Last week, President Biden issued several Executive Orders (EOs) related to immigration. Here, we'll review the new EOs and discuss how they might affect asylum seekers.

Before we get to that, let's answer a basic question: What is an Executive Order? Under the Constitution and our nation's laws, the President has the authority to issue EOs directing the various Executive Branch agencies to take certain actions. These EOs cannot change the law--and if they go beyond the President's authority within the law, they can be blocked by a federal court (as happened to many Trump-era EOs). In an area such as immigration, the law gives the President a fair amount of leeway, and so EOs can have a big impact. Even so, there are limits. For example, while an EO can direct an agency to make the naturalization process faster, it cannot direct the government to grant Green Cards to Dreamers. The former action is within the President's legal authority; the latter is not, and would require a new law (passed by Congress and signed by the President).

Relying on his authority, President Biden has issued a series of EOs affecting immigration. Each of these will be discussed below, with a focus on how they impact asylum seekers, and with some editorializing by me--
  • Reunification of Families: During the Trump Administration, hundreds of children were separated from their families at the U.S.-Mexico border. This was a deliberate tactic to deter migration, and was done with little or no regard for how families would eventually be reunited. As a result, many of those children are still separated from their family members. President Biden is forming a task force to help reunite families and to make recommendations about trauma and mental health assistance for those affected by this practice.
  • Root Causes: There are several elements to President Biden's border EO. For one, it seeks to address "root causes" of migration from the Northern Triangle (El Salvador, Honduras, and Guatemala), such as corruption, human rights abuses, gender-based violence, crime, and poverty. This EO also seeks to establish partnerships with other countries in the region to accept some asylum seekers and help migrants return home where possible. While I think we should be assisting other countries in the region, it's difficult to believe that anything we do will have an impact on migration in the immediate future. The problems in Central America (and many other places) won't being going away anytime soon, and so people from those countries will continue to be "pushed" to emigrate.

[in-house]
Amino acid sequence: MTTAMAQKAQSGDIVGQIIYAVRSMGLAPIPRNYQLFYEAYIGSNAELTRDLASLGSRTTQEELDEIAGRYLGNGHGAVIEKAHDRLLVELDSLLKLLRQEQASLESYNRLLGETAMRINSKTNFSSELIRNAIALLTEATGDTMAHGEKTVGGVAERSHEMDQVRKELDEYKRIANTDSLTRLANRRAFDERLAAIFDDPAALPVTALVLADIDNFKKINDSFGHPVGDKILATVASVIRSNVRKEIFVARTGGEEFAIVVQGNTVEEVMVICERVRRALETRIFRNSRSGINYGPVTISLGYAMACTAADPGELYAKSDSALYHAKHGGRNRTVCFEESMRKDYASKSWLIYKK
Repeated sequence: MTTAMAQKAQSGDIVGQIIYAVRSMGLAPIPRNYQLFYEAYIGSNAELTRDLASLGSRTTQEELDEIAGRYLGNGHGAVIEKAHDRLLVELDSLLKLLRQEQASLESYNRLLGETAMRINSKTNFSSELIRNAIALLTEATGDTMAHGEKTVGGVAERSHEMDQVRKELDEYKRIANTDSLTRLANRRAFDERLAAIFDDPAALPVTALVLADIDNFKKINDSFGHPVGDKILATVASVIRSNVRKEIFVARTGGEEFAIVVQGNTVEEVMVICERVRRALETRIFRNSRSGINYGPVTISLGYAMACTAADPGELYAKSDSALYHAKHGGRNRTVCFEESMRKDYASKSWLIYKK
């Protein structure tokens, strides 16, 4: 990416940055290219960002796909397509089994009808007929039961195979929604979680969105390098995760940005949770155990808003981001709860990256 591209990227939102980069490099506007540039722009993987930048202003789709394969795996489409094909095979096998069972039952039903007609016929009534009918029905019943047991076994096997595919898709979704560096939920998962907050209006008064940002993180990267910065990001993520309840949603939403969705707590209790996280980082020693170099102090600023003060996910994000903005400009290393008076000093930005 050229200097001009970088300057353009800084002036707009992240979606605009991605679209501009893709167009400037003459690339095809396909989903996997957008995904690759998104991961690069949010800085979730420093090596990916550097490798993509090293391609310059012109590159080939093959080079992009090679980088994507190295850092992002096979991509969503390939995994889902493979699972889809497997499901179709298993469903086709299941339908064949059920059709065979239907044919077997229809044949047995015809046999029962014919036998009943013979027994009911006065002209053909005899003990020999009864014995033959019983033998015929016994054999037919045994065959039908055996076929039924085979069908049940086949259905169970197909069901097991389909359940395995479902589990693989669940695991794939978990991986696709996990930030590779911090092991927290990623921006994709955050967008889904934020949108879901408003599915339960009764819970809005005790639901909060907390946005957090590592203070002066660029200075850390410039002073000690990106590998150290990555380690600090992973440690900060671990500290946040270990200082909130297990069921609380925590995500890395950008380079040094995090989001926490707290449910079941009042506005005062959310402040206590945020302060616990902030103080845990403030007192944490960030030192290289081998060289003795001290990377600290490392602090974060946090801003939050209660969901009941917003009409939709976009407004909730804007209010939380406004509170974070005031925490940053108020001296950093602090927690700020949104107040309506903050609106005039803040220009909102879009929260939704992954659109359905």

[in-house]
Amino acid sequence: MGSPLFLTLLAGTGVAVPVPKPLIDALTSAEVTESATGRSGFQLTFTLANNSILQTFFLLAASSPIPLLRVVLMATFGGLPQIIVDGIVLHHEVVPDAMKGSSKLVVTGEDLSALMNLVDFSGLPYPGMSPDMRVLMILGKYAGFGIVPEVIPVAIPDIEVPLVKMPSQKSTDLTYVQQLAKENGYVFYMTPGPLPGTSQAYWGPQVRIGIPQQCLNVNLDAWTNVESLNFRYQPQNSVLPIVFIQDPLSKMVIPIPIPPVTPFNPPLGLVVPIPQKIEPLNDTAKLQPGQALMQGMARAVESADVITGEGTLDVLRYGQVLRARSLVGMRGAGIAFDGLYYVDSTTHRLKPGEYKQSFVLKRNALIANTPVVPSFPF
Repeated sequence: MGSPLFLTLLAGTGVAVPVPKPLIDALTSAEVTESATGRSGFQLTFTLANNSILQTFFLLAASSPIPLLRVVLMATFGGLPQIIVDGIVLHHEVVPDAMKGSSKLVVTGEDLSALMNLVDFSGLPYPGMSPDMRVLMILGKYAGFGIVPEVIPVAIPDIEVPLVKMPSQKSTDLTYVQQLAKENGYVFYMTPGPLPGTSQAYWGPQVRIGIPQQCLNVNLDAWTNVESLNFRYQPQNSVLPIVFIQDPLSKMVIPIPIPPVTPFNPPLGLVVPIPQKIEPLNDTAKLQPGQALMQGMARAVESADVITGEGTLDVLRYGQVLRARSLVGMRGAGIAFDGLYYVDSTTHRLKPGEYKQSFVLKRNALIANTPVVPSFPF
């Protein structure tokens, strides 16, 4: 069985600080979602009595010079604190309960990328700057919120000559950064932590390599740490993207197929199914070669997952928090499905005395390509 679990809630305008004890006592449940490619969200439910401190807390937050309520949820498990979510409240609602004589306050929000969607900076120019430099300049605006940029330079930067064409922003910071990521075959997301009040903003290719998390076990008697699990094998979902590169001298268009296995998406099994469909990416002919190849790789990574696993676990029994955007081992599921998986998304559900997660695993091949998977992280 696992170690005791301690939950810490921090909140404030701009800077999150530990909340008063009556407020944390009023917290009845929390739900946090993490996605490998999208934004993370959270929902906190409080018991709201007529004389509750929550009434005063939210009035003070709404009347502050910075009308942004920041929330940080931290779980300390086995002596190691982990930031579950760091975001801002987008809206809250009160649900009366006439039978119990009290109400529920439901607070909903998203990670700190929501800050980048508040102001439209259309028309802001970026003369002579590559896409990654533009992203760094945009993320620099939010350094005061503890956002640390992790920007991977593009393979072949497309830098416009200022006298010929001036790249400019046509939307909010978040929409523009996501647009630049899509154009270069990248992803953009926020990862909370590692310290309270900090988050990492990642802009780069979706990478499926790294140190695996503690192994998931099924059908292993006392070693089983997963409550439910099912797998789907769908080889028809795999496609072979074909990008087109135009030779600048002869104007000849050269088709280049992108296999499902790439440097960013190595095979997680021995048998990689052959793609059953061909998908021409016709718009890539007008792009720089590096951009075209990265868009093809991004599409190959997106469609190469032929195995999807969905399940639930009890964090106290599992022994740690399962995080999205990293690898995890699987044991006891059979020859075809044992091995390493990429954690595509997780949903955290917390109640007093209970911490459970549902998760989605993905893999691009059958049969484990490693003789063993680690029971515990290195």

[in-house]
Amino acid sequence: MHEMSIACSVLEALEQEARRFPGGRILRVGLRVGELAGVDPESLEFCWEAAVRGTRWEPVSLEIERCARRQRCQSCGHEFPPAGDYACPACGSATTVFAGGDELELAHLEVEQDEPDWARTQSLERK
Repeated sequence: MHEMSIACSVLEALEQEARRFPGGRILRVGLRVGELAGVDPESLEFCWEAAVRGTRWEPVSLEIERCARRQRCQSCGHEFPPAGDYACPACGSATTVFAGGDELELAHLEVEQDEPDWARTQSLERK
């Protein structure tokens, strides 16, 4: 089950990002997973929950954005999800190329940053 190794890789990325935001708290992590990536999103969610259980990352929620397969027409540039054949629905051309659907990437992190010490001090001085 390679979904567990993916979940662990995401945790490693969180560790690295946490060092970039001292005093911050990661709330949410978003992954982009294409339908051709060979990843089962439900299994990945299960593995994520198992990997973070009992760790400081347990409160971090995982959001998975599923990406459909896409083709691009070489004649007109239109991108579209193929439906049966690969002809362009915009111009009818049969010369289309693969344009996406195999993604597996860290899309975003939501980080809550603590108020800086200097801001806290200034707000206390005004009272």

• Asylum at at the Border: President Biden has ordered a review of policies that make certain people with communicable diseases inadmissible and a review of the Migrant Protection Protocols, which require people to wait in Mexico for their asylum hearing. For many immigration advocates, these "reviews" are not adequate - they want action. As for me, I understand the Administration's concern about potential consequences if these programs end abruptly, and it makes sense that there should be an orderly transition to whatever comes next. But I don't see any easy path forward and I am not sure how the Biden Administration can handle this crisis without either opening the door to everyone (and suffering the political consequences) or continuing some version of the inhumane policies of prior Administrations (Trump and Obama).